Advocates complain that Greenway plan favors Hunts Point
By Sarah Trefethen
A number of Mott Haven community leaders are complaining that they have been left out of planning the South Bronx Greenway’s future.
At stake, they argue, is not only recreation but jobs.
“There’s a whole spectrum of economic development opportunities here, and we want to make sure this is as inclusive as it needs to be,” Arline Parks, the chair of Community Board 1’s economic development committee, said at a recent committee meeting.
A team of consultants is working with Hunts Point community groups to plan how businesses and residents can get the most out of the proposed greenway. They are developing a business plan for a new, home-grown non-profit organization that would manage the greenway, putting more effort into upkeep than city agencies would be expected to.
“It’s a difference of do you want it kept clean, or kept clean and also planted every year,” said Frank Randazzo, director of the Bronx Empowerment Zone, an arm of the Bronx Overall Economic Development Corporation that provided $150,000 to pay the consultants.
According to Daniel Hernandez, one of those consultants, the new non-profit will most likely resemble Solar 1, the environmental education group that manages Stuyvesant Cove Park on the East River in Manhattan.
The management organization would hire other groups to run programs, organize commerce and maintain the greenway. Local residents would have priority in filling these contracts.
“There’s a lot of momentum and investment in the greenway, and implementation of this is critical,” Hernandez said. “People will see that.”
The completed plan will be presented to a steering committee assembled by Paul Lipson, Rep. Jose Serrano’s chief of staff. The committee, which includes representatives of the New York and Bronx Overall economic development corporations and several non-profits, will be in charge of turning the plan into a reality.
“It seemed to me it was more Hunts Point than Mott Haven centered,” said Parks, after a presentation at Board 1’s office.
“They talked about vendors, concerts and other activities. You’d want to make sure our community members could be vendors, and host activities, and participate in the economic development opportunities. You’d want to make sure it’s going to represent Mott Haven and Hunts Point,” she said.
Mott Haven has almost twice as many residents as Hunts Point, but Parks said Hunts Point has gained an advantage because of its activist organizations. “Mott Haven doesn’t have the kinds of organizations that Hunts Pont has,” she said. “Hunts Point has been ahead of the curve in that regard.”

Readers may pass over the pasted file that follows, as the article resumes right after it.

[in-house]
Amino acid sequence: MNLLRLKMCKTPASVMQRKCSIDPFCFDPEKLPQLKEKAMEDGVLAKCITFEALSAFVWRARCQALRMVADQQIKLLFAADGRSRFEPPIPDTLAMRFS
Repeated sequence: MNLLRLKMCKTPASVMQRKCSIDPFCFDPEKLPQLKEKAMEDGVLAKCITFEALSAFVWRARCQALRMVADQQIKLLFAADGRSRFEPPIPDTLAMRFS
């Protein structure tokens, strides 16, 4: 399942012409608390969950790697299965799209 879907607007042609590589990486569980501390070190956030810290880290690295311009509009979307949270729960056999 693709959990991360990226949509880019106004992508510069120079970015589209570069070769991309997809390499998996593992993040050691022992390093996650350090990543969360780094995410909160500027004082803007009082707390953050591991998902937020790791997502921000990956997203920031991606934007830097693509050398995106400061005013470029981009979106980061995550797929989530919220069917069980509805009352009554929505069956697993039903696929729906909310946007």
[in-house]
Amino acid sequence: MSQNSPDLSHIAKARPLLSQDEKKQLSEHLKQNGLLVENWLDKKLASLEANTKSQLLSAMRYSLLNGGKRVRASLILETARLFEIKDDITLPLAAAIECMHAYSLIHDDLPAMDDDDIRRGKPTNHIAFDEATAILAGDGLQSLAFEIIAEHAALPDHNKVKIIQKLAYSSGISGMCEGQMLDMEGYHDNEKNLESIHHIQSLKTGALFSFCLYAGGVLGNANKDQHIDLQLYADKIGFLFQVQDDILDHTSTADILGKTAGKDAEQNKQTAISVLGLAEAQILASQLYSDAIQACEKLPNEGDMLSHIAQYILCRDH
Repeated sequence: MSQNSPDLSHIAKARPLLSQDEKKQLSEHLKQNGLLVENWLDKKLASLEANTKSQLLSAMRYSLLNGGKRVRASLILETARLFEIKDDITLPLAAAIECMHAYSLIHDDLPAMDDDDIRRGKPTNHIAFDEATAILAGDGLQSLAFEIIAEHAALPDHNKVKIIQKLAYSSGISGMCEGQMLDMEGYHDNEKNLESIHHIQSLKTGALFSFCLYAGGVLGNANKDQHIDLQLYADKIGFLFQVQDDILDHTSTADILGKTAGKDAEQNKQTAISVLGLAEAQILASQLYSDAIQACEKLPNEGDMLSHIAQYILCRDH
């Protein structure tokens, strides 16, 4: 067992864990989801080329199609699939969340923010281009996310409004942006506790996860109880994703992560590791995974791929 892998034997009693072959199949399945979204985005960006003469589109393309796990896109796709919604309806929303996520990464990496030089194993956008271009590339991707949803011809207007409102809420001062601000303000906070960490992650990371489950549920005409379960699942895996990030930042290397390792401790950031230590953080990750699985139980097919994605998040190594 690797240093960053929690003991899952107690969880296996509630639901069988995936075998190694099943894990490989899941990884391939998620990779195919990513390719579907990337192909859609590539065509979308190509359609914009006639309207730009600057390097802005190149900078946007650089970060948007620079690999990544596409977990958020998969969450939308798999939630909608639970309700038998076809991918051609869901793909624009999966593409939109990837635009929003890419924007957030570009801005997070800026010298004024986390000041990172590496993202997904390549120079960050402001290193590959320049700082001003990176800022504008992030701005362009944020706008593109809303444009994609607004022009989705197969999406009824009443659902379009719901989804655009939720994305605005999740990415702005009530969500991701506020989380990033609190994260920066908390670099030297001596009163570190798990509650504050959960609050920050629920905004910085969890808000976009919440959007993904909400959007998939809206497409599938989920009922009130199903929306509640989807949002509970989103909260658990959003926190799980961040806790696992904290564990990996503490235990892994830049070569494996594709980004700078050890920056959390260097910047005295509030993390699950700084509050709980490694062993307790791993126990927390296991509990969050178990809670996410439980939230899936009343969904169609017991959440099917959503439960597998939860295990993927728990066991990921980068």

“We were leading bike tours to promote the idea 10 years ago, so we’re very pleased to see some progress on this project,” said Harry Bubbins, the director of Friends of Brook Park.
But Bubbins was disappointed that he hadn’t heard anything about plans for a new organization to run the greenway. And he was worried that a planning process that doesn’t involve the whole community might seem efficient in the short-term, but ultimately fall short of its goals. “There’s a consolidation within Hunts Point groups at the expense of larger community building,” he said.
The Port Morris Industrial Business Zone promotes economic development in the area immediately surrounding a portion of the proposed greenway. Stephane Hyacinthe, who runs the program, said he thinks the greenway sounds like a wonderful idea, but no one has contacted him about the plan.
“It’s an initiative I’d be more than willing to work on and give my expertise and knowledge,” he said, “but I don’t know who’s spearheading the project.”
Maryann Hedaa, who heads the Hunts Point Alliance for Children and is a member of the steering committee, said the perception that Mott Haven and Port Morris groups were being left out of the planning for the management of the greenway was probably correct.
But, she added, “I don’t think the right people from Hunts Point are on the committee either.”
She is less worried about the geographic makeup of the committee than she is about its collective expertise.
“The trouble is there’s no real business leadership involved,” she said. “It could be a whole lot of money going down the drain if you don’t get the right people managing it. I’m worried the people on that committee will maintain the status quo, and the status quo in the South Bronx isn’t sustainable.”
In addition to the Hunts Point Alliance for Children, the steering committee includes representatives from The Point CDC, Rocking the Boat and Sustainable South Bronx.
Randazzo also said Mott Haven and Port Morris may have been overlooked. While much of the work is already done, he said there is still time for additional input on how the greenway should be managed.
“Is there room for another opinion? I would say sure. Is it going to have the same effect as if you’d been there since day one? Probably not,” he said. “Sometimes it’s tough to remember everybody.”